Another significant domain of the professional communication questionnaire is communication conflicts in the workplace, i.e., superiority, unprofessional and offensive behaviors, verbal abuse, and interpersonal issues. The results of the present study show that the operating room personnel considered conflicts as disruptive to professional communication more than the doctors did. According to the study of Laschinger (2014), doctors’ mistreatment of nurses in the workplace adversely affects nurses’ performance and undermines the quality of care and patients’ trust in nurses (29). Based on the personnel’s responses to the items on the questionnaire (direct expression of requests, unprofessional communications, etc.), it appears that operating personnel believe that, in the operating room, doctors and nurses experience two different kinds of professional communications: explicit (what happens when they meet each other) and implicit (their real impression of their professional communications). Nurses are not inclined to express their requests and issue openly and talk about their conflicts only in their implicit relationships, which can be due to fear of losing their jobs, not receiving support from their direct managers, and deficiencies in inter-professional communications. According to Narelle Borrott (2017), because of their higher self-confidence and the nature of their profession, doctors find it easier to openly discuss their workplace requests and conflicts (30). Replacement of the course of social skills with a course on professional communication in the medical and bachelor’s degree curricula may help reduce the current issues (31).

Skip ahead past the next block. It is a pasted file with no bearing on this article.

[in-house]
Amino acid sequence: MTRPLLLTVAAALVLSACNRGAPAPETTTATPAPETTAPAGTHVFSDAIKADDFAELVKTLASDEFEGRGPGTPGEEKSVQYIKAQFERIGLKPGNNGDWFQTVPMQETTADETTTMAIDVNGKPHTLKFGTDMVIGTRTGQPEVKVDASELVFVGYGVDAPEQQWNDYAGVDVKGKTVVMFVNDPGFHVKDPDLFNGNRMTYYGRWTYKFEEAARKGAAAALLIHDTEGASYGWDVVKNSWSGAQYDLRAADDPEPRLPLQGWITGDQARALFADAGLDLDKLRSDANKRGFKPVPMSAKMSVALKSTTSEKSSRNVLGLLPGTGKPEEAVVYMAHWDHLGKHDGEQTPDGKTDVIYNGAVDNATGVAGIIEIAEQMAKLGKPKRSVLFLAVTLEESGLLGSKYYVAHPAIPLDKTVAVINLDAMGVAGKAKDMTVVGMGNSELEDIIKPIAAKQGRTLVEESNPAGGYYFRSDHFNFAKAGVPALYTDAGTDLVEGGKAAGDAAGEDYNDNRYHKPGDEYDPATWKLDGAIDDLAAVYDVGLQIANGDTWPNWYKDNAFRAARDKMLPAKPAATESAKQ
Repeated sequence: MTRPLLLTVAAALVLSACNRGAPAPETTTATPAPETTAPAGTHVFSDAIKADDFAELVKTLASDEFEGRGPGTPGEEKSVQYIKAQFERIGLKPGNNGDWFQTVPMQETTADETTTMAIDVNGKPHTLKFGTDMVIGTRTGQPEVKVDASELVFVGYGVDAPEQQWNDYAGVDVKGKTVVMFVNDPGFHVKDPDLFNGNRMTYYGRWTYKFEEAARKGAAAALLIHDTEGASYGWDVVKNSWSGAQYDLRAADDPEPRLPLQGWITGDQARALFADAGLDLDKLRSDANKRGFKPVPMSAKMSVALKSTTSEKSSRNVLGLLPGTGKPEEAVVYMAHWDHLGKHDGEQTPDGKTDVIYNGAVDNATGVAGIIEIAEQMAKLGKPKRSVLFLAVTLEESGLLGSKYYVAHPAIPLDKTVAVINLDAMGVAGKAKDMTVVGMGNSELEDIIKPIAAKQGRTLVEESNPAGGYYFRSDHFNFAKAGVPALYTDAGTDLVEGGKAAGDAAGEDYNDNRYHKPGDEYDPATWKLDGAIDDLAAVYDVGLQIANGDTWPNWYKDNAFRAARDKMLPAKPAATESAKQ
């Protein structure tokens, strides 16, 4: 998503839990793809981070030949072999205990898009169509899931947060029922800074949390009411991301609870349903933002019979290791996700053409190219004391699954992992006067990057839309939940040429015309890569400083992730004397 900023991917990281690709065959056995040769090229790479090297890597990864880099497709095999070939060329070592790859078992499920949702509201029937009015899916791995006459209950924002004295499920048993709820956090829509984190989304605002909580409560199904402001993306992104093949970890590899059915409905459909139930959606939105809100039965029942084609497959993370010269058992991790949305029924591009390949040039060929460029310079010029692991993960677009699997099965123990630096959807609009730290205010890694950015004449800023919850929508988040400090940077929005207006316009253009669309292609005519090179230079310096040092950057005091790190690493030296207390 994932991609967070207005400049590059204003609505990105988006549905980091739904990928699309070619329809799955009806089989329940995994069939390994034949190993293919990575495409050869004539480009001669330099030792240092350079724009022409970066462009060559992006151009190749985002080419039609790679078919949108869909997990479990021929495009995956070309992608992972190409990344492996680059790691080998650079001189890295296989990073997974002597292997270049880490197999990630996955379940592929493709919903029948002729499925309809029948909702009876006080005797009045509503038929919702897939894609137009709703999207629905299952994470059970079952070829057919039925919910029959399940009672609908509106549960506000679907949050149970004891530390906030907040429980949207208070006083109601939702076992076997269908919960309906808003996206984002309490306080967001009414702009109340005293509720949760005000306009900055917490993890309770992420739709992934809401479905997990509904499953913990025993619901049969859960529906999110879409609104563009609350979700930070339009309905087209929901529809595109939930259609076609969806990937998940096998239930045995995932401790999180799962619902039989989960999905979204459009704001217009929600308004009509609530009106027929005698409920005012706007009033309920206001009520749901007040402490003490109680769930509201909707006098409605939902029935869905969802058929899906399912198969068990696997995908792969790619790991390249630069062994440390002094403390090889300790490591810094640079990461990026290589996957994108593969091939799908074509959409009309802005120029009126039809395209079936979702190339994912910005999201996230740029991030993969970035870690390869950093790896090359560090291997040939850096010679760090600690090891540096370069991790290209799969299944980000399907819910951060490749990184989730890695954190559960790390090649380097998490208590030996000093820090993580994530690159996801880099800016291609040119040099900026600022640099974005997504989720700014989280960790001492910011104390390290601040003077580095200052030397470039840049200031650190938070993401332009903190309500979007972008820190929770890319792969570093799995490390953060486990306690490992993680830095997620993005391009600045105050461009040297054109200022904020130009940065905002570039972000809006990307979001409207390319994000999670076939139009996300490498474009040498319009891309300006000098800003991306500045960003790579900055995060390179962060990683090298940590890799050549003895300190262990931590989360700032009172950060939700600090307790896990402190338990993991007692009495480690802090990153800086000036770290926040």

Regarding ethical competence (religious differences, job status, cultural differences, leader-follower relationship, and pride), the results of the study show that the doctors perceived this dimension as more important than the personnel did. The traditional nature of medical education and the absence of any training in professional communication in the past have inclined doctors to view operating room personnel as subordinates who should merely obey them. They do not have a proper understanding of nurses’ status and consider the leader-follower relationship in their interactions with nurses to be acceptable. In other words, from the doctors’ point of view, operating room personnel should obey doctors without question, which is in compliance with mutual respect, a domain regarded highly by doctors(32). The respondents (doctors and personnel) in the present study stated that religious and cultural differences were accepted in the workplace and there were not any conflicts in that area. As religious beliefs play an essential part in caring for patients, communicating with them, and maintaining their psychological health, it appears that absence of conflicts between doctors and personnel in religious matters can improve their professional communication(33).